Border Reality Tours

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It may not be your idea of a summer getaway but groups are making their way here to the border for a tour of sorts known as the "border awareness experience."

Since I was on vacation during a recent tour, our border bureau photographer Hugo Perez kindly did the interviews with Notre Dame Divinity School students. Emily Sipos-Butler told him, "This is my first visit to the border region or even to the southwest of the United States," Butler who recently spent a week on the border added, "What really struck me coming into El Paso and crossing over into Juarez is how much they feel like one community."

The tour, which offers visitors the chance to immerse themselves in border life, is the work of Annunciation House, a non-profit organization in El Paso that runs several migrant shelters. On its website the Catholic organization says it "accompanies the migrant, homeless, and economically vulnerable peoples of the border region through hospitality, advocacy, and education." Part of that education is giving people who don't live on the border a first hand look, "just to gain a little bit more awareness of the
issues , "explained Anthony Paz, another Notre Dame graduate student.

He came to learn more about the" experience of the people whose lives are at stake when we talk about issues of immigration and security and drug trafficking. " Paz, and the other Divinity School students piled out of a van parked on a unpaved street in front of a small school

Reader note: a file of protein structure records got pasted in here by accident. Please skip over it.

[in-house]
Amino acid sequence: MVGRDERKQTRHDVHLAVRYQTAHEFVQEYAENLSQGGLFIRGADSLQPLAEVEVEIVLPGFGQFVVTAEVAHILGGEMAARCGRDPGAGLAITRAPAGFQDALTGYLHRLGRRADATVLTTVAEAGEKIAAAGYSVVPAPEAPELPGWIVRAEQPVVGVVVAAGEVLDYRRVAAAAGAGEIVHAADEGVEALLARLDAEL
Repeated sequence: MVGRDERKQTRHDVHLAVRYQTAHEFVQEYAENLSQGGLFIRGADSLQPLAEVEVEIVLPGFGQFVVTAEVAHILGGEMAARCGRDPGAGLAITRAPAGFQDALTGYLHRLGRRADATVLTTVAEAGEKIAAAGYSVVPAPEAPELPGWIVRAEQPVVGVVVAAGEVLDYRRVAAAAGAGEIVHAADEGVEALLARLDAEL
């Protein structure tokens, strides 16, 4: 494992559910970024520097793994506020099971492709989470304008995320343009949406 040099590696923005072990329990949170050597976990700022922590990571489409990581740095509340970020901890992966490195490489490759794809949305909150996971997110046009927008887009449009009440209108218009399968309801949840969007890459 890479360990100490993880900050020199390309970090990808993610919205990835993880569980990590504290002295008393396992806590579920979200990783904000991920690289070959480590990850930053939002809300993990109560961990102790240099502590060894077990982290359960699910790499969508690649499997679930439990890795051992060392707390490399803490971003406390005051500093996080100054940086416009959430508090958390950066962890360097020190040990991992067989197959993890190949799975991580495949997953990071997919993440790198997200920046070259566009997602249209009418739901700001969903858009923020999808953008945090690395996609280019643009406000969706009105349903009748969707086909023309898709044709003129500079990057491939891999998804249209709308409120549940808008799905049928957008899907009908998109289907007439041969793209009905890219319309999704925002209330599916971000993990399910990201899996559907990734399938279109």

Inside the afterschool program coordinator Cristina Estrada greeted them and smiled politely as she answered questions. One visitor asked about the student's goals. "What are their hopes for the future? Estrada answered, "Some want to be fire fighters. Some say they want to be policemen or truck drivers but some say narcos and I say no. No. No. We don't talk about that."

The graduate students will have plenty to talk about when they return home including lure of lots of cash that leads some youth to choose the drug cartel lifestyle with deadly consequences.

For many it was an eye opening experience. Divinity student
Sipos-Butler said, "People on both sides of the border are suffering as a result of U.S. immigration policy, as a result of drug trafficking as a result of violence and the femicides and the militarization that I've seen here in Juarez. As she spoke a military helicopter hovered nearby.

Fellow student Paz noted," What struck me most was how easy it is to run into someone whose been affected by violence, by immigration policy by drug trafficking and how interrelated all these things are. Paz plans to share impressions with his youth ministry group back home. He'll talk about the hardships and the hope of border life.

"There's still joy in life here in spite of all of it. And that is really the kind of amazing and mysterious thing."